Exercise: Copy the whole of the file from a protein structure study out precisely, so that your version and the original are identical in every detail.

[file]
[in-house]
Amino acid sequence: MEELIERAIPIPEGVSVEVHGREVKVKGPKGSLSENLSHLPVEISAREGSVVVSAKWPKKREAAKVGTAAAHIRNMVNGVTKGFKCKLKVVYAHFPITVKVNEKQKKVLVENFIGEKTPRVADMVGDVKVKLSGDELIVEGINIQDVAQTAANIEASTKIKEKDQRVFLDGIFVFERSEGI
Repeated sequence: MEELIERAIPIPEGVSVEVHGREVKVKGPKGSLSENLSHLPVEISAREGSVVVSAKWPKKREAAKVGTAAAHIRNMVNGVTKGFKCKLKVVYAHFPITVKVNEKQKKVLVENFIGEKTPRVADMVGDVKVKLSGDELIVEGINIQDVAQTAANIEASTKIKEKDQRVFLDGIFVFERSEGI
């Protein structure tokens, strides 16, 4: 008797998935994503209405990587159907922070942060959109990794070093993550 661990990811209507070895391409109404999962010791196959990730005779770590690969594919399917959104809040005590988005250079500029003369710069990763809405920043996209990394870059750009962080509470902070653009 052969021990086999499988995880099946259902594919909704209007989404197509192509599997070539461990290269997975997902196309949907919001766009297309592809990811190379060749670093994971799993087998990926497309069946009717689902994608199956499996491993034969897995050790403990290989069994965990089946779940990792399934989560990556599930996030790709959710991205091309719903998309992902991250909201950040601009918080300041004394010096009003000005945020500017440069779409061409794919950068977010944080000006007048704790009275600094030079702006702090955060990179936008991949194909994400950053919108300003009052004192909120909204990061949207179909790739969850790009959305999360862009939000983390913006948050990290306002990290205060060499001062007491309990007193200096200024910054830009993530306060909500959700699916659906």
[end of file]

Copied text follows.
[in-house]
Amino acid sequence: MEELIERAIPIPEGVSVEVHGREVKVKGPKGSLSENLSHLPVEISAREGSVVVSAKWPKKREAAKVGTAAAHIRNMVNGVTKGFKCKLKVVYAHFPITVKVNEKQKKVLVENFIGEKTPRVADMVGDVKVKLSGDELIVEGINIQDVAQTAANIEASTKIKEKDQRVFLDGIFVFERSEGI
Repeated sequence: MEELIERAIPIPEGVSVEVHGREVKVKGPKGSLSENLSHLPVEISAREGSVVVSAKWPKKREAAKVGTAAAHIRNMVNGVTKGFKCKLKVVYAHFPITVKVNEKQKKVLVENFIGEKTPRVADMVGDVKVKLSGDELIVEGINIQDVAQTAANIEASTKIKEKDQRVFLDGIFVFERSEGI
């Protein structure tokens, strides 16, 4: 008797998935994503209405990587159907922070942060959109990794070093993550 661990990811209507070895391409109404999962010791196959990730005779770590690969594919399917959104809040005590988005250079500029003369710069990763809405920043996209990394870059750009962080509470902070653009 052969021990086999499988995880099946259902594919909704209007989404197509192509599997070539461990290269997975997902196309949907919001766009297309592809990811190379060749670093994971799993087998990926497309069946009717689902994608199956499996491993034969897995050790403990290989069994965990089946779940990792399934989560990556599930996030790709959710991205091309719903998309992902991250909201950040601009918080300041004394010096009003000005945020500017440069779409061409794919950068977010944080000006007048704790009275600094030079702006702090955060990179936008991949194909994400950053919108300003009052004192909120909204990061949207179909790739969850790009959305999360862009939000983390913006948050990290306002990290205060060499001062007491309990007193200096200024910054830009993530306060909500959700699916659906």